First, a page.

Image registration transforms different sets of data into a single coordinate system and is thus critical for comparison and integration of data obtained from different measurements. This technique is useful in the medical imaging field as well as in other monitoring, observation and tracking applications. Image registration is complex especially when the images to be correlated exhibit intensity differences and spatial variations. One of the main issues arises when intensity differences are due to the sensor itself i.e., in registration with different types of imaging sensors, or registration of pf speckle-limited images. A number of “enthropic” methods (e.g., level set matching, Jensen Difference minimization, mutual information maximization) have been developed to overcome this problem. However, they are largely based on density estimation techniques, which are exceedingly difficult as feature dimension become high. Thus enthropic registration methods have been limited to low dimensional feature spaces.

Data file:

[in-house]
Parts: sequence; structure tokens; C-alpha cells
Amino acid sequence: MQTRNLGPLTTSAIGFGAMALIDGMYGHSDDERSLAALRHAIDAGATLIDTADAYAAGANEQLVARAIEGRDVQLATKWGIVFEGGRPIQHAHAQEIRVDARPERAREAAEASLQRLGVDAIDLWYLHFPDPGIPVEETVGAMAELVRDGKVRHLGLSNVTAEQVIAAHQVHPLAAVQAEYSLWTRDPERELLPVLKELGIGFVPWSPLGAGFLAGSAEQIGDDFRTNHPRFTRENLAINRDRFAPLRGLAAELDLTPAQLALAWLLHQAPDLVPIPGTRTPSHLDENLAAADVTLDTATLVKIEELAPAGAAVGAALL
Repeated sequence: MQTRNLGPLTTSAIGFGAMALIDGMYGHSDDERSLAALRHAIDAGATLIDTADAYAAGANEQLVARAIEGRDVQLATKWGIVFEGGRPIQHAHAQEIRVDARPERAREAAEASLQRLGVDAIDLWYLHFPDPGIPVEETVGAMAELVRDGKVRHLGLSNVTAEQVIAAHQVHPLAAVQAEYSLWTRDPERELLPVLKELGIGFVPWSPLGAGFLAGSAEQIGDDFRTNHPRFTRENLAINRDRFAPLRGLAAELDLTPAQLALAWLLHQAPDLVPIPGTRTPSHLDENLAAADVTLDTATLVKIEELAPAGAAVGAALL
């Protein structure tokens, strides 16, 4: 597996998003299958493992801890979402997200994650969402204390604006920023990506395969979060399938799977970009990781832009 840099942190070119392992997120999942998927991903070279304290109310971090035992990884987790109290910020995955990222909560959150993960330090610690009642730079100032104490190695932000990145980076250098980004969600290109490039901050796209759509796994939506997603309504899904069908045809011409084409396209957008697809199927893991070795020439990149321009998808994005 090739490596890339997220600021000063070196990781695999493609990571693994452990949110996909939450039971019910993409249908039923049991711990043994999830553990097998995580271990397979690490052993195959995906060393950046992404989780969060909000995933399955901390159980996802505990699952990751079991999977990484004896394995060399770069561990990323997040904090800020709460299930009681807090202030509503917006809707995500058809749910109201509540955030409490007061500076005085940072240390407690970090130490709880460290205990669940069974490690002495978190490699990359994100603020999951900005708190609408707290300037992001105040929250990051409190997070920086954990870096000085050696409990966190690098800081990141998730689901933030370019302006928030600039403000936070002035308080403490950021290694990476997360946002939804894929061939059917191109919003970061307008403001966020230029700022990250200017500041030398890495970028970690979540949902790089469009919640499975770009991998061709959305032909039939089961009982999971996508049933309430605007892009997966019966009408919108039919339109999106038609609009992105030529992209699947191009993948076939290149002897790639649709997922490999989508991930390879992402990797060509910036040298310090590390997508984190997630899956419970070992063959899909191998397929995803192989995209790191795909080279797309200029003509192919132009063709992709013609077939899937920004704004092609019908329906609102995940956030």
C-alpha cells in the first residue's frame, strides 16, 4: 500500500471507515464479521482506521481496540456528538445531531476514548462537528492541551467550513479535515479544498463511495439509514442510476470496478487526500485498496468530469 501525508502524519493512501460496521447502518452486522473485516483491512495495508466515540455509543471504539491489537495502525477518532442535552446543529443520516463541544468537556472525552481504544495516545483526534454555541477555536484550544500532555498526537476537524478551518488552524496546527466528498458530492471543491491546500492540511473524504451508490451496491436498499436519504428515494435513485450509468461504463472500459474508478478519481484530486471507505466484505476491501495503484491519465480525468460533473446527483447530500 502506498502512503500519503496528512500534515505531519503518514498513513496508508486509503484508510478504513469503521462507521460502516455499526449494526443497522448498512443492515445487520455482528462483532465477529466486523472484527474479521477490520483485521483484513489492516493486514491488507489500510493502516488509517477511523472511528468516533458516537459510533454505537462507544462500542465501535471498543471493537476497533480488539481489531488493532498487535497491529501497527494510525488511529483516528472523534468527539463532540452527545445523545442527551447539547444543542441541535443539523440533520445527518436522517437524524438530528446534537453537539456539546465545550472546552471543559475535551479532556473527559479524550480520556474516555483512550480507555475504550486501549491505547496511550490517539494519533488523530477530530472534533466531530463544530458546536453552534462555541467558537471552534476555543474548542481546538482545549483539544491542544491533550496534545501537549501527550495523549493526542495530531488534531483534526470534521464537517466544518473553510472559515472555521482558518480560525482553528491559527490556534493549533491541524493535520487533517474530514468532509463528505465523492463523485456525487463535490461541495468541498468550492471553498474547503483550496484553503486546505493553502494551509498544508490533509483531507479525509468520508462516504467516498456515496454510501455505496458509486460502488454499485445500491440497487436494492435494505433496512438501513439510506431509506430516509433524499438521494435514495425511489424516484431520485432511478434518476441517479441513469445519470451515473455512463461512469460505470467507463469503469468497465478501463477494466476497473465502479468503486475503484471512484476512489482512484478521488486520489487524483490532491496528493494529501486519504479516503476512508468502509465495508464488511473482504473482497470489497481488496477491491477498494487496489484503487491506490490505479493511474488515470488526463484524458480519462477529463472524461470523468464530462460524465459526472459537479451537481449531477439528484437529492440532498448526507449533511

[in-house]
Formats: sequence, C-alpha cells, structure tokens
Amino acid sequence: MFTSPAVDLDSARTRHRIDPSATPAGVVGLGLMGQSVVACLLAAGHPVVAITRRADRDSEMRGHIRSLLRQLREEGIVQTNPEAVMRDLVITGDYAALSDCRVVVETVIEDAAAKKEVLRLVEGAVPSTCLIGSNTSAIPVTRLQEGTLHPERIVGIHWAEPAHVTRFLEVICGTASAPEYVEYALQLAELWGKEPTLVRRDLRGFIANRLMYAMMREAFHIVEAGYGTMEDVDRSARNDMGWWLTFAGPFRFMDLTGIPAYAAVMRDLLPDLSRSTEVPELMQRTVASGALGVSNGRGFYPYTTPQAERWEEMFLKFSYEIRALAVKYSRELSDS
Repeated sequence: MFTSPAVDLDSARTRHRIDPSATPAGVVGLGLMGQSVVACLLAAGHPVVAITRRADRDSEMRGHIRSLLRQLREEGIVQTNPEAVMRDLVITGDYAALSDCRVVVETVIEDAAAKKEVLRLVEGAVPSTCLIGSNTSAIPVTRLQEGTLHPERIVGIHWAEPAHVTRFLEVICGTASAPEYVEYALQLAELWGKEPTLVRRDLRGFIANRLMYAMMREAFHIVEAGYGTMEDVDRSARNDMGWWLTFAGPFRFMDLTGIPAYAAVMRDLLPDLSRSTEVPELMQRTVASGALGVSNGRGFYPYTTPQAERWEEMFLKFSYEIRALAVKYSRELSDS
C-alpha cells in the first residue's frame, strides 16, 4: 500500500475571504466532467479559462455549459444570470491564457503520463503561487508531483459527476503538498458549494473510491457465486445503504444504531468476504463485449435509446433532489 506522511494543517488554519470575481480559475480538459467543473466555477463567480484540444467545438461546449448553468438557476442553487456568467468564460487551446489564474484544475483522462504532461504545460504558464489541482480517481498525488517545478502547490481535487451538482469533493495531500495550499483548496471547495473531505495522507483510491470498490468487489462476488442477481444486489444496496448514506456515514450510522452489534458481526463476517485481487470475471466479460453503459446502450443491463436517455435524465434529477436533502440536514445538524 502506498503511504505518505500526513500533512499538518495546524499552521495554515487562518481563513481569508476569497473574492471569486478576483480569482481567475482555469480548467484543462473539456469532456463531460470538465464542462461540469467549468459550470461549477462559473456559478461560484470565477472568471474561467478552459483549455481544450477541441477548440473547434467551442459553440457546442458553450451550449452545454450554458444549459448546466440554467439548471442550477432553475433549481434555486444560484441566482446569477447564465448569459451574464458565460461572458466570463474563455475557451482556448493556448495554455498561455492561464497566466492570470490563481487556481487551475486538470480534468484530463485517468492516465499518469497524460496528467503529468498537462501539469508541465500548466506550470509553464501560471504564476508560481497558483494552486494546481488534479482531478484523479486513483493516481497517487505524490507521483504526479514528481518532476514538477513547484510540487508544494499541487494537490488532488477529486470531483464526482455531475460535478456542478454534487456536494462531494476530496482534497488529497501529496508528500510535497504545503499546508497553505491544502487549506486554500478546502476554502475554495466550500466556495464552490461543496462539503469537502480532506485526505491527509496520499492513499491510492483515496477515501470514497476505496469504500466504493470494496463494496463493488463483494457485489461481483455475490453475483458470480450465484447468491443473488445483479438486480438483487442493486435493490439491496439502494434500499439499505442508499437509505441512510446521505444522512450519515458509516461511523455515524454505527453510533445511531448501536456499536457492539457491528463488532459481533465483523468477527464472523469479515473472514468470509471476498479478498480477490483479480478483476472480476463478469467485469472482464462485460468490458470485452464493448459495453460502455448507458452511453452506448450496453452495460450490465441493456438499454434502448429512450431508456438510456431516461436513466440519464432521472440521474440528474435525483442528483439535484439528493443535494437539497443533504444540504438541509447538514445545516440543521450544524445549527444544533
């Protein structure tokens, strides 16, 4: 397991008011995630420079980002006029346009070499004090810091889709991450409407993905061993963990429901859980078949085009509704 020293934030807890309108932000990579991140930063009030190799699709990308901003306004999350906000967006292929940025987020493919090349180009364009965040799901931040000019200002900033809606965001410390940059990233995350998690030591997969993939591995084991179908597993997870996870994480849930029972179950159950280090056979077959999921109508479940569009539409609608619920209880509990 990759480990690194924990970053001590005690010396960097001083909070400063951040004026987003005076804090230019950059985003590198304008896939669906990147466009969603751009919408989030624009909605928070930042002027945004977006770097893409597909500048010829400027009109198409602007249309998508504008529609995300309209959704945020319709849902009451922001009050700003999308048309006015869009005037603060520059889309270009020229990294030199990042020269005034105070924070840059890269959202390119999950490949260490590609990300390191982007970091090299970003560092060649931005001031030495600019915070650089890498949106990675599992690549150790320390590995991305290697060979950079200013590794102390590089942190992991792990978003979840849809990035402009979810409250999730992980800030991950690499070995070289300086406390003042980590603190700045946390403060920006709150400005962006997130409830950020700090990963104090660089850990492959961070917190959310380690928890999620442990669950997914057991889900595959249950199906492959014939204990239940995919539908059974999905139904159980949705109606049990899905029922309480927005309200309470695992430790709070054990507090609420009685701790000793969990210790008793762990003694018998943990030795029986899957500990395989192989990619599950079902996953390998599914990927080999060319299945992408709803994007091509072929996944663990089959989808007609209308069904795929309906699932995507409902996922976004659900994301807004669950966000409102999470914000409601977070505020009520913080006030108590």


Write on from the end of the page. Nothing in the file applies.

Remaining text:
Researchers at the University of Michigan have developed a novel algorithm that provides extensions to enthropic similarity measures thus breaking the computation bottleneck for high dimensional features. The guiding principle behind these extensions is the use of continuous quasi-additive power weighted graphs, such as the minimal spanning tree and k-Nearest Neighbor graph, to estimate enthropic similarity measures. Different graph length functionals will allow the approximation of a wide variety of enthropic matching criteria without the need to explicitly estimate densities or histograms. Advantages of developed approach have been demonstrated for speckle limited ultrasound breast imaging, computing tumor size/volume changes in response to therapy, geo-registration, and face retrieval.
Applications and Advantages
Applications • Medical imaging • Geo-registration (i.e. satellite tracking, cartography updating) • Face retrieval • Computer vision Advantages • Drastically reduces computing time for enthropic image registration techniques, which allows for use of these methods at high feature dimension applications.